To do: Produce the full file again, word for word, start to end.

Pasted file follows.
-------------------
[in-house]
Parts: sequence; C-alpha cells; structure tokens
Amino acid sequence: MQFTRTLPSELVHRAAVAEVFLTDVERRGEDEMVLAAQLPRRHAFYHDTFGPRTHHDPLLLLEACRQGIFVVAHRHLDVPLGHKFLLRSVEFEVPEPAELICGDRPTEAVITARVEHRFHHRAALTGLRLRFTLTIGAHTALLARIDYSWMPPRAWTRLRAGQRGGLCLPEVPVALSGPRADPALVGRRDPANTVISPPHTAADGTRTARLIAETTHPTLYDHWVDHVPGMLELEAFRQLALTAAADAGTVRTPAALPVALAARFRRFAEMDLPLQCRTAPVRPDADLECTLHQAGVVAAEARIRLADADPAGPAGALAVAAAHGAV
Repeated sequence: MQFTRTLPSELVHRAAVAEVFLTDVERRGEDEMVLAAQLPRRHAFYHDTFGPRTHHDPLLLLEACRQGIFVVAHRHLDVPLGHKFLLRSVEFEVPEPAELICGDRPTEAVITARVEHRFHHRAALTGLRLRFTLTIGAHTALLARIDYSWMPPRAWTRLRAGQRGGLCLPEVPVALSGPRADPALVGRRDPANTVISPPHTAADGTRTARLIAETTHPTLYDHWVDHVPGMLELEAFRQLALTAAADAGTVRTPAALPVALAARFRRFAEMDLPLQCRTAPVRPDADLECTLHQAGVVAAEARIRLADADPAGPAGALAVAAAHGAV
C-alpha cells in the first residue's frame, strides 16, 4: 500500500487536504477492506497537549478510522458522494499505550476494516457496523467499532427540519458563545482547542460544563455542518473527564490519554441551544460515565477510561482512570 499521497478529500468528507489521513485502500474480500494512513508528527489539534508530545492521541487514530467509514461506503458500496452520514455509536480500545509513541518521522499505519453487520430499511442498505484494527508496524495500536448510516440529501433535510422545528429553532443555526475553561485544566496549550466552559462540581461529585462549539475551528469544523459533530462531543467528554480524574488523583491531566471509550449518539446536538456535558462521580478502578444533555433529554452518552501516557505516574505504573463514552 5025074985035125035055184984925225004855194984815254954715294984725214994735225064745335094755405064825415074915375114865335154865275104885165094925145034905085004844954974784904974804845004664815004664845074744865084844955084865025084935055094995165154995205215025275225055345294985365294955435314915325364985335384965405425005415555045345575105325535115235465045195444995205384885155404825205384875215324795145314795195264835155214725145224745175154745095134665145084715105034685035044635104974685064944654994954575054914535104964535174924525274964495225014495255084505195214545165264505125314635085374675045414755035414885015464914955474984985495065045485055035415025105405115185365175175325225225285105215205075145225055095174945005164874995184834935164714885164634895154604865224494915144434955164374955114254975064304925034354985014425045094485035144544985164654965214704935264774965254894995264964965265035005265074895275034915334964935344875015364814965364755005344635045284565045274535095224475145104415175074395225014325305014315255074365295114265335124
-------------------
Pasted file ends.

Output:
[in-house]
Parts: sequence; C-alpha cells; structure tokens
Amino acid sequence: MQFTRTLPSELVHRAAVAEVFLTDVERRGEDEMVLAAQLPRRHAFYHDTFGPRTHHDPLLLLEACRQGIFVVAHRHLDVPLGHKFLLRSVEFEVPEPAELICGDRPTEAVITARVEHRFHHRAALTGLRLRFTLTIGAHTALLARIDYSWMPPRAWTRLRAGQRGGLCLPEVPVALSGPRADPALVGRRDPANTVISPPHTAADGTRTARLIAETTHPTLYDHWVDHVPGMLELEAFRQLALTAAADAGTVRTPAALPVALAARFRRFAEMDLPLQCRTAPVRPDADLECTLHQAGVVAAEARIRLADADPAGPAGALAVAAAHGAV
Repeated sequence: MQFTRTLPSELVHRAAVAEVFLTDVERRGEDEMVLAAQLPRRHAFYHDTFGPRTHHDPLLLLEACRQGIFVVAHRHLDVPLGHKFLLRSVEFEVPEPAELICGDRPTEAVITARVEHRFHHRAALTGLRLRFTLTIGAHTALLARIDYSWMPPRAWTRLRAGQRGGLCLPEVPVALSGPRADPALVGRRDPANTVISPPHTAADGTRTARLIAETTHPTLYDHWVDHVPGMLELEAFRQLALTAAADAGTVRTPAALPVALAARFRRFAEMDLPLQCRTAPVRPDADLECTLHQAGVVAAEARIRLADADPAGPAGALAVAAAHGAV
C-alpha cells in the first residue's frame, strides 16, 4: 500500500487536504477492506497537549478510522458522494499505550476494516457496523467499532427540519458563545482547542460544563455542518473527564490519554441551544460515565477510561482512570 499521497478529500468528507489521513485502500474480500494512513508528527489539534508530545492521541487514530467509514461506503458500496452520514455509536480500545509513541518521522499505519453487520430499511442498505484494527508496524495500536448510516440529501433535510422545528429553532443555526475553561485544566496549550466552559462540581461529585462549539475551528469544523459533530462531543467528554480524574488523583491531566471509550449518539446536538456535558462521580478502578444533555433529554452518552501516557505516574505504573463514552 5025074985035125035055184984925225004855194984815254954715294984725214994735225064745335094755405064825415074915375114865335154865275104885165094925145034905085004844954974784904974804845004664815004664845074744865084844955084865025084935055094995165154995205215025275225055345294985365294955435314915325364985335384965405425005415555045345575105325535115235465045195444995205384885155404825205384875215324795145314795195264835155214725145224745175154745095134665145084715105034685035044635104974685064944654994954575054914535104964535174924525274964495225014495255084505195214545165264505125314635085374675045414755035414885015464914955474984985495065045485055035415025105405115185365175175325225225285105215205075145225055095174945005164874995184834935164714885164634895154604865224494915144434955164374955114254975064304925034354985014425045094485035144544985164654965214704935264774965254894995264964965265035005265074895275034915334964935344875015364814965364755005344635045284565045274535095224475145104415175074395225014325305014315255074365295114265335124